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98 Health Effects of Ingested Fluoride Sister chromatic exchanges were not induced by NaF in Chinese hamster ovary cells treated with 250 ~g/mL for 24 hours Hi et al., 1987b) or with 160 ~g/mL for 24 hours (Tong et al., 1988~. However, sister chromatic exchanges were induced in Syrian hamster embryo cells treated with 20-80 ~g/mL without S9 (T'sutsui et al., 1984a), and in red muntjac cells treated with 126 ,ug/mL (He et al., 1983~. In the NTP studies, the incidence of sister chromatic exchanges was increased in Chinese hamster ovary cells treated with NaF at concentrations up to 1,600 ,ug/mlL with S9. Human Cells Several investigators have reported chromosomal aberrations in cultured human lymphocytes and fibroblasts at NaF con- centrations ranging from 20 to 40 ,ug/mL~ (Tsutsui, et al., 1984b; Al- banese, 19X7; Scott and Roberts, 1987~. Chromosomal aberrations were also observed in human leukocytes at concentrations ranging from ~ to 132 ~g/mL Qachimczak and Skotarczak, 1978~. Sato et al. (1989) reported the induction of chromosomal gaps, but not breaks or rearrange- ments, in human lymphocytes treated with fluoride at concentrations up to 44,ug/mL. However, other investigators did not observe chromosomal aberrations in human lymphocytes and leukocytes exposed in vitro to NaF at concentrations up to 125 ,ug/mL (Voroshilin et al., 1975; Kraiisz and Szymaniak, 1978; Matsuda, 1980; Gebhart et al., 1984~. Sister chrom- atid exchanges were also not observed in human lymphocytes exposed to NaF at concentrations up to 420 ,ug/mL or KF at concentrations up to 580 ~g/mL Thomson et al., 1985; Tong et al., 19881. DNA Damage and Repair Several investigators have studied the induction of DNA repair synthe- sis and unscheduled DNA synthesis in various in vitro mammalian cell systems (Table 6-3~. NaF has been shown to inhibit protein and DNA synthesis in cultured mammalian cells Holland, 1979a,b; Li et al., 19XX); the inhibition of DNA synthesis might be a secondary effect of the inhibition of protein synthesis or a direct inhibition of DNA polymerase (Skare et al., 1986a; Holland 1979a,b; Imai et al., 19831. NaF failed to induce DNA repair synthesis in primary rat hepatocytes at concentrations up to 160 ~g/mL (Tong et al., 1988~. Skare et al. (1986a) did not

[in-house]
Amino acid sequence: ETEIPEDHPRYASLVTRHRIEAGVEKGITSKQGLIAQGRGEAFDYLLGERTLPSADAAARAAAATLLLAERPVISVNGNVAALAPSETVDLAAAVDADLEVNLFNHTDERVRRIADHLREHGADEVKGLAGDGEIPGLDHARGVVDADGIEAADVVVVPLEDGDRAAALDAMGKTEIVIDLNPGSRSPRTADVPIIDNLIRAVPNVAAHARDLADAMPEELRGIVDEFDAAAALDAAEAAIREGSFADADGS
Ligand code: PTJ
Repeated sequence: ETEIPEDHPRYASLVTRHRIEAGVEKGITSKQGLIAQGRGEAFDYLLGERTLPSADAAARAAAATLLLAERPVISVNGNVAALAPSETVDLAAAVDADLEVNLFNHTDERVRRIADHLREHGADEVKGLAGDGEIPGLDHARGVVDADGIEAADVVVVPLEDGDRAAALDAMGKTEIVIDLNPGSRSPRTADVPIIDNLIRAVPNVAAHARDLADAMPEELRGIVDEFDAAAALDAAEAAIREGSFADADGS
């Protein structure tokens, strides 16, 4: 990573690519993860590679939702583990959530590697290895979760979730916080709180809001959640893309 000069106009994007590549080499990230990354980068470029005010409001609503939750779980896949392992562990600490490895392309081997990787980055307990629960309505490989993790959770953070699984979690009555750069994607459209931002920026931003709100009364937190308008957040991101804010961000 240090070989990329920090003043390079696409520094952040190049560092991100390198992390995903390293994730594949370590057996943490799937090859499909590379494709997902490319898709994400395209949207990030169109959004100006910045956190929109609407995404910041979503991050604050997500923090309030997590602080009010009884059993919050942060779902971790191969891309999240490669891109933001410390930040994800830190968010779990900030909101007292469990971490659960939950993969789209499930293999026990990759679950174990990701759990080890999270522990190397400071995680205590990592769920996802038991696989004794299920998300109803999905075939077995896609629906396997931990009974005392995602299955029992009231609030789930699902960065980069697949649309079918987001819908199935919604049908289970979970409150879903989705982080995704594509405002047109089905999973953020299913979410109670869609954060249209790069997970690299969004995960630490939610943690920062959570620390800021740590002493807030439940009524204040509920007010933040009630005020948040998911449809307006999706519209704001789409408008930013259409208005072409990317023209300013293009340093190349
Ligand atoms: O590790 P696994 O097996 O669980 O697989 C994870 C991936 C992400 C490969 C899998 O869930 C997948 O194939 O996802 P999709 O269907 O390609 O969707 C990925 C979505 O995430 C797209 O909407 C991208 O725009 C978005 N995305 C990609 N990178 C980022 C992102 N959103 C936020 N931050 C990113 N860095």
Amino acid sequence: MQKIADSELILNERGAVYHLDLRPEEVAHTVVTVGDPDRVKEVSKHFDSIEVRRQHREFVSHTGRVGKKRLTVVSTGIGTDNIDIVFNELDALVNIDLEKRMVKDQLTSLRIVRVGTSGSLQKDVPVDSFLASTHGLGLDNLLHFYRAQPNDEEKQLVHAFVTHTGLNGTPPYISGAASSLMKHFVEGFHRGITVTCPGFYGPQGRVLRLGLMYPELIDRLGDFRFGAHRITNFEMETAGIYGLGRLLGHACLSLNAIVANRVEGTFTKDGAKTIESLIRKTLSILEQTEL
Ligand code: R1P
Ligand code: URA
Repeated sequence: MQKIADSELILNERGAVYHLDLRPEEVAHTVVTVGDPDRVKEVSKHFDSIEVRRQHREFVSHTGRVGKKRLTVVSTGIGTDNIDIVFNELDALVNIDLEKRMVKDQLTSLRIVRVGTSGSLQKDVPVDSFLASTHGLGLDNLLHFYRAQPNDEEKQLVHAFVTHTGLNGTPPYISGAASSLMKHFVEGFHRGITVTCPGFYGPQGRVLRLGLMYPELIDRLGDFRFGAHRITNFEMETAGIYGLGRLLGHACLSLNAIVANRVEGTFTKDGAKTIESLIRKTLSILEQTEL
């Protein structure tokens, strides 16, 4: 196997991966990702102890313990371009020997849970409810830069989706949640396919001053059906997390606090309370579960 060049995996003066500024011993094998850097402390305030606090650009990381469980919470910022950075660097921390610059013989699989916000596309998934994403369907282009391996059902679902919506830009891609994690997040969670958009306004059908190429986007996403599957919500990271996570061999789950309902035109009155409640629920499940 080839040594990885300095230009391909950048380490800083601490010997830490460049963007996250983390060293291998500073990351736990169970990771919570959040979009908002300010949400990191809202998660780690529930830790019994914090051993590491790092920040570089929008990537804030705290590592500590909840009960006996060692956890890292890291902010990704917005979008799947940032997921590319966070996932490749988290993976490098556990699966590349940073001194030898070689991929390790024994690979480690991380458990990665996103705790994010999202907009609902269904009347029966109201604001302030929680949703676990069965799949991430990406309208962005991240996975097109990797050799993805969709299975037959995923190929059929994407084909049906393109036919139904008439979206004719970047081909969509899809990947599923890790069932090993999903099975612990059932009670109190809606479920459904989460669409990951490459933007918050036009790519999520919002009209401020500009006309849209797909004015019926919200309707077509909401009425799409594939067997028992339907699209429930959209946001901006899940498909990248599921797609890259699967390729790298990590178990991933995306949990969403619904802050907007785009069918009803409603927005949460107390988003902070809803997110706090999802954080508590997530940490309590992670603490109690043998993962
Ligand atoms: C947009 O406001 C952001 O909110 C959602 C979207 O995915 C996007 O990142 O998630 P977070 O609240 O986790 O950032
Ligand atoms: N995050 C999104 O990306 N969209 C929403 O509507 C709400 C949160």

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Ger~otoxicity of Fluoride 99 TABLE 6-3 Effect of Fluoride Exposure on Induction of DNA Repair Synthesis and Unscheduled DNA Synthesis 8-500 8-120 10-40 System DNA repair synthesis 18 in rat hepatocytes UDS in human 1.5-8 fibroblasts UDS in rat 18-20 hepatocytes UDS in Syrian 12 hamster embryo cells UDS in human oral keratinocytes Exposure Flounde, Time, hr ,ug/mL 2-160 Result Negative Reference Tong et al., 1988 Skare et al., 1986a Skare et al., 1986a Tsutsui et al., 1984a Negative Negative Positive 4 100-300 Positive Tsutsui et al., 1984c UDS = Unscheduled DNA synthesis. observe unscheduled DNA synthesis in human fibroblasts treated with NaF at 8-500 ~g/mL. NaF at concentrations of 10-300 ~g/mL inclucect unscheduled DNA synthesis in Syrian hamster cells (Tsutsui et al., 1984a) and in human keratinocytes (Tsutsui et al., 1984c), but those results were not confirmed by other investigators who used concentrations that clid not induce high levels of toxicity (Skare et al., 1986a; Tong et al., 1988~. Transformation Transformation is a process that changes a normal cell into one that is capable of forming a tumor that might or might not be malignant. The main event that initiates transformation is a change in the genetic materi- al. Several investigators have studied the ability of NaF to transform cells in culture (see Table 6-4~. Dose-related increases in the frequencies of transformed colonies were observed in Syrian hamster embryo cells at NaF concentrations of 10-125 ,ug/mL (Tsutsui et al., 1984a; Jones et al., 19X8a,b; Lasne et al., 1988~. Morphological transformation was not induced in BALB/3T3 cells treated with NaF for 72 hours at concentra . /